Fast forward to December 17, 2014: after years of hinting, President Barack Obama finally announces a rapprochement with Cuba, rejecting the failed, Cold War–era policies of the past. Shortly thereafter, precipitous changes in relations between the two countries were outlined, including formalizing diplomatic relations, rescinding Cuba’s classification as a state sponsor of terrorism, and other turnabouts in trade relations, migratory accords, and foreign capital investment. The media frenzy following these political acrobatics reenacted the now all-too-familiar mise-en-scène of capitalist-democratic politics as a cipher of change for Cuba’s stale socialist climate. Yet what should we expect of these changes for Cubans, whether they are in Cuba, in a self-declared state of exile, or, the newest category to emerge, living abroad (residentes permanentes en el exterior)? And what of the myriad publics that consume Cuba? In the United States, scholarly, popular, literary, and journalistic renderings of Cuba offer a variety of depictions, from anachronism and forbidden tourist enclave to a country on the verge of something (greatness or collapse?) or in transition (to what?). Cuba has simultaneously been described as a socialist utopia and a model of a failed totalitarian state.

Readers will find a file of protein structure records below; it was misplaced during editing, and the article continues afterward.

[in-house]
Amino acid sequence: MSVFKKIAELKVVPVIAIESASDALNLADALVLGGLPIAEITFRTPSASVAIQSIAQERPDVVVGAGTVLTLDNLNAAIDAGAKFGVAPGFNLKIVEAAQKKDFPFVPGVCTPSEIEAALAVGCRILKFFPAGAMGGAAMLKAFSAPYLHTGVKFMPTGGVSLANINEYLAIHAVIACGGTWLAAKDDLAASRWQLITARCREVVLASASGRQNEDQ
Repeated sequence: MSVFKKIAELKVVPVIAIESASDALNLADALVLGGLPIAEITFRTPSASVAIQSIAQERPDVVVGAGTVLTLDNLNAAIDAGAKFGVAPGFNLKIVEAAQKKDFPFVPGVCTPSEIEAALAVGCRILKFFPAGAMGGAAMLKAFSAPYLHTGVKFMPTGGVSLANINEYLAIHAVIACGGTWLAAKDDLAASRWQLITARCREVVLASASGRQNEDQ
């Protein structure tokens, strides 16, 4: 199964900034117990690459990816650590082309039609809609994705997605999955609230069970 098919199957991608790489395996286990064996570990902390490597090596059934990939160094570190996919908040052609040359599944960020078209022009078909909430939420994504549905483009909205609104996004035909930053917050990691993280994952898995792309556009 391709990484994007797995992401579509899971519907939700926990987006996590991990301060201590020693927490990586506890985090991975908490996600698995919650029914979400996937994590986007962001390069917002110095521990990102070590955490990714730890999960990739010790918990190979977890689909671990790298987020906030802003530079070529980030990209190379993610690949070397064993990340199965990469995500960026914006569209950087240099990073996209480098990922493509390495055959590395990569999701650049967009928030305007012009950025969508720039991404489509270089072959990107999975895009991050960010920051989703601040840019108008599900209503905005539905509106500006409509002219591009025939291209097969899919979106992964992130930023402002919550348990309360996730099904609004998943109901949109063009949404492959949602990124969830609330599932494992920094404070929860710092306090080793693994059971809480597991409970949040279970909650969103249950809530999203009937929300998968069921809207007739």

In recent months, the cacophony of discourses on Cuba’s speculative futures has entered an unprecedented phase. On November 25, 2016, the death of Fidel Castro reignited uncertainty and heated questions about the future of the country. His passing triggered strong emotions as Cubans all over the world either lamented or celebrated the news. This range of reactions was even more salient in the wake of Donald J. Trump’s election as the forty-fifth president of the United States. Shortly after Trump took office, press secretary Sean Spicer announced that “we are in the midst of a full review of all U.S. policies toward Cuba.” If the Trump administration’s approach to Barack Obama’s domestic and international legacies so far is any indication, Cuba-related policies under President Trump may look very different indeed.